Record fifteen students from developing countries start life changing agricultural course at Harper Adams University with Marshal Papworth Fund
A record fifteen students from eight developing countries were welcomed to Harper Adams University this week by Vice Chancellor Professor Ken Sloan, as they started their 10-week scholarship in sustainable farming at the university, funded by the Marshal Papworth Fund, an agricultural development charity solely managed by the East of England Agricultural Society.
Professor Ken Sloan greeted the students: “This is such an important programme, both to the Marshal Papworth Fund but also to Harper Adams University. We always had a mission to make sure we secure the future of agriculture and the fact that we can do that by connecting people from different countries and continents is absolutely wonderful,”
He continued: “When you give access to education, it creates communities and networks and friendships, and what we really want is to make sure that you thoroughly enjoy your time here, that you find the course exceptionally useful, but thirdly that when you return to your own communities that you are able to take skills, understanding and expertise with you and hopefully through that, transform the lives of other people.”
The students from Burundi, Ethiopia, Ghana, India, Kenya, Rwanda, Uganda and Zambia, were selected by the charity partners of the Marshal Papworth Fund, including ADRA Ghana, Hands Around The World, Leprosy Mission, Ripple Effect, Teyapi4Peace and Tree Aid. Sandra Lauridsen, co-ordinator of the Marshal Papworth Fund, said: “We work really closely with our partners in country, who are able to identify lead farmers, teachers and trainers who are already so committed to helping their communities to farm more productively and sustainably, thereby ensuring that we have students on the course who are going to really take this practical farming course back and make a real difference.”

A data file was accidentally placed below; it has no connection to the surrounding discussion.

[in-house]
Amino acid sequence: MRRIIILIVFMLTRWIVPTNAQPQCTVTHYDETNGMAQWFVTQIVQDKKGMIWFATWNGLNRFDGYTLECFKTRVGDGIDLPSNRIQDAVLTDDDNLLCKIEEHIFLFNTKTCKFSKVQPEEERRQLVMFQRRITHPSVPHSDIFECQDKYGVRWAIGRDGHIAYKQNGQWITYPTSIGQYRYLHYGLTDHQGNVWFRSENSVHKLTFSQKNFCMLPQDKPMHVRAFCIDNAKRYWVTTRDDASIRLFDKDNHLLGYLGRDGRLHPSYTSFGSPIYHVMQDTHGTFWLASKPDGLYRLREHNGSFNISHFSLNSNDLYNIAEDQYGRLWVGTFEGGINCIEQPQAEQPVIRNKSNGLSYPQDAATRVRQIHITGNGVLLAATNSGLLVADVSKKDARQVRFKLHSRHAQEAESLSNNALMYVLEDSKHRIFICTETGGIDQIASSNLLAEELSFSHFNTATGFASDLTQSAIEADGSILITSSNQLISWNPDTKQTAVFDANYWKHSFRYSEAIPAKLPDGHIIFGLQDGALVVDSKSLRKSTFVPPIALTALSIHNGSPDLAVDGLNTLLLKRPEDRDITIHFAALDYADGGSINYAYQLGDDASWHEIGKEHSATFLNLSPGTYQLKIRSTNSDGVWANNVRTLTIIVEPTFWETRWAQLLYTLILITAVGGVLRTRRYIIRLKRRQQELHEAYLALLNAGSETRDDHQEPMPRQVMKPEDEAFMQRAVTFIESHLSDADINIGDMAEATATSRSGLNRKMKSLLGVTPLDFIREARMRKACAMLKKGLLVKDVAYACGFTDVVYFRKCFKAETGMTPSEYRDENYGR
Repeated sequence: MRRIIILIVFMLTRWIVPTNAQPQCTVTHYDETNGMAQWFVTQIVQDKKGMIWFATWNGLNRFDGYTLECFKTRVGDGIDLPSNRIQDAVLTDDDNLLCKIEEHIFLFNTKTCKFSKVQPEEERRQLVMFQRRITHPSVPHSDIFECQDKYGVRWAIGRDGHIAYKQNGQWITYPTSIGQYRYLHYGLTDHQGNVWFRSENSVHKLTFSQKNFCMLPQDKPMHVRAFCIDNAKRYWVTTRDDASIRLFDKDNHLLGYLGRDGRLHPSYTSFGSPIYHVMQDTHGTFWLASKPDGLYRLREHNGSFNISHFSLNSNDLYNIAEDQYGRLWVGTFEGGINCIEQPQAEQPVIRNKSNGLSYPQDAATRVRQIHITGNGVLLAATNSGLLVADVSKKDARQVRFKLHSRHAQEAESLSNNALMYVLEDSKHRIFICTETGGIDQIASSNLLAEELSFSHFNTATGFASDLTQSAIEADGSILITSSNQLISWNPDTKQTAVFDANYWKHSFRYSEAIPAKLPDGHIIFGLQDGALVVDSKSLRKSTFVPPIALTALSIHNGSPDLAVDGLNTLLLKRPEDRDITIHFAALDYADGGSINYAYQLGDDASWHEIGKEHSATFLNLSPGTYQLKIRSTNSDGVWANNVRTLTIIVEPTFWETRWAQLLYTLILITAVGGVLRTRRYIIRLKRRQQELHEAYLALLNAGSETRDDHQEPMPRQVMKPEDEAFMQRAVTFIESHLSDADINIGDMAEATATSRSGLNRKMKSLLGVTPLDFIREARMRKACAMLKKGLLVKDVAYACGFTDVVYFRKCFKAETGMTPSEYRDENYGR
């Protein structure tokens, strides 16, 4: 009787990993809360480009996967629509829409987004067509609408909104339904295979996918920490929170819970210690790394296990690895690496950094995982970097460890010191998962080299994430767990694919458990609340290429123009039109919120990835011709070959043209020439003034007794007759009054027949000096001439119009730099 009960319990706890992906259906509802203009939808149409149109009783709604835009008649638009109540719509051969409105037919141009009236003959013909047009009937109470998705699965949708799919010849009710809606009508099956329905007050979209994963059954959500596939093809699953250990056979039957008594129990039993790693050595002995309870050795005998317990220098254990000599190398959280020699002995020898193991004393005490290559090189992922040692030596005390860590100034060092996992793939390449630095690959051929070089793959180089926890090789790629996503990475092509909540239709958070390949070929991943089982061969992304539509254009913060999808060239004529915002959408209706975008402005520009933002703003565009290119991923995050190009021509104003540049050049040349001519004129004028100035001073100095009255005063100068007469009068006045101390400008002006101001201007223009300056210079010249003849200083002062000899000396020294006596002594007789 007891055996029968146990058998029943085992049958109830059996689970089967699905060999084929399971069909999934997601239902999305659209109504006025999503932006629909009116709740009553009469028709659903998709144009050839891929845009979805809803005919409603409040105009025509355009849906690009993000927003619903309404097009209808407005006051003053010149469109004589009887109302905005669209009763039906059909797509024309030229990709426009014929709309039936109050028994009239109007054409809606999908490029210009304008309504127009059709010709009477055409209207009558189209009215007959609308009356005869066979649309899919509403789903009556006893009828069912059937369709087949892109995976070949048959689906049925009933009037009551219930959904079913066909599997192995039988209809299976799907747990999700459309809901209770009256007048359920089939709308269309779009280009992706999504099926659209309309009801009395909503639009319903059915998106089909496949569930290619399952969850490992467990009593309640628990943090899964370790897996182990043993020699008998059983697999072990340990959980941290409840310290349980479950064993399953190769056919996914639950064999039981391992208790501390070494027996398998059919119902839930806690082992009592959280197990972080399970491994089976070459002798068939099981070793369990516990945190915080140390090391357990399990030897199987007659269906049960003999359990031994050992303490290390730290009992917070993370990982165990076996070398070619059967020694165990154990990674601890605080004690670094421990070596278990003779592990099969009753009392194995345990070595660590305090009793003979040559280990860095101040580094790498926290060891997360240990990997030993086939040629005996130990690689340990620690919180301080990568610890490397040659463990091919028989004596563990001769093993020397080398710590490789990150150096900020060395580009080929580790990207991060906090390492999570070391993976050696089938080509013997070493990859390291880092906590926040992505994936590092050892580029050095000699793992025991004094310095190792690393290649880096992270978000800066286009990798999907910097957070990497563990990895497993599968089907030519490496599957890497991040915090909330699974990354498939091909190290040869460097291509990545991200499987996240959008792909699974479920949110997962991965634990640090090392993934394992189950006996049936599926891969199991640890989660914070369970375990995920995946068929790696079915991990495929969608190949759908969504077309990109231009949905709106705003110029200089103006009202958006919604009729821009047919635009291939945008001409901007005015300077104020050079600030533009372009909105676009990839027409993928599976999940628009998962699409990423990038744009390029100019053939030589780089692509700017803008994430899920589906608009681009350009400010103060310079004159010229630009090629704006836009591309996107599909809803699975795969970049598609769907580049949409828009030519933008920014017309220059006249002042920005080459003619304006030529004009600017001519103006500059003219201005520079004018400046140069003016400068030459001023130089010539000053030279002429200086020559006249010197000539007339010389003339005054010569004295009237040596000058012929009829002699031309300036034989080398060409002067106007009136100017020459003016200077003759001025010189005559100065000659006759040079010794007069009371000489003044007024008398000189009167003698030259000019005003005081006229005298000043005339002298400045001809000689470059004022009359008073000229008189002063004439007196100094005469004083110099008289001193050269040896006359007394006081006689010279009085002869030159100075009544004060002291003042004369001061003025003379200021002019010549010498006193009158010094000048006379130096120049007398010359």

Many of the students are already spearheading projects at home, including Michel Cyiza, working with Hands Around The World in Rwanda as a school garden supervisor and entrepreneurship teacher. Noticing that the unpredictability of both price and availability of food at markets was impacting the food his school could provide students, Michel set up school garden plots to take back control of that food security. The practical skills he will acquire and develop in the next 10-weeks is designed to help him roll out that programme to other schools and ensure that children in his community have access to at least one quality meal through school daily.
As well as helping students to fine tune and innovate their agricultural practices for farming sustainably and productively, the course also covers key themes of conservation. Sipora Aluka, working with Teyapi4Peace in Uganda, said: “Deforestation is a huge problem in Uganda, so I am excited to learn how to cultivate trees that will help our communities both now and in the future.”
The Marshal Papworth Fund provides scholarships for students from developing countries, including year-long Masters MSc scholarships to leading UK agricultural universities and colleges, and this bespoke 10-week short course, developed with Harper Adams University. To date, 243 students have been educated at UK agricultural universities as part of the Marshal Papworth Fund scholarship schemes.
Representing the Marshal Papworth Fund on the day, committee member Steve Harris said: “There is an incredible atmosphere here today and the students are already working well together. Fifteen students is the most we have ever had on the short course, and we are delighted to have them here. Marshal wanted one student to come over to the UK to receive an agricultural education before going home and spreading that knowledge, and now we are heading towards the 250 mark – an amazing achievement that we are all very proud to be involved in.”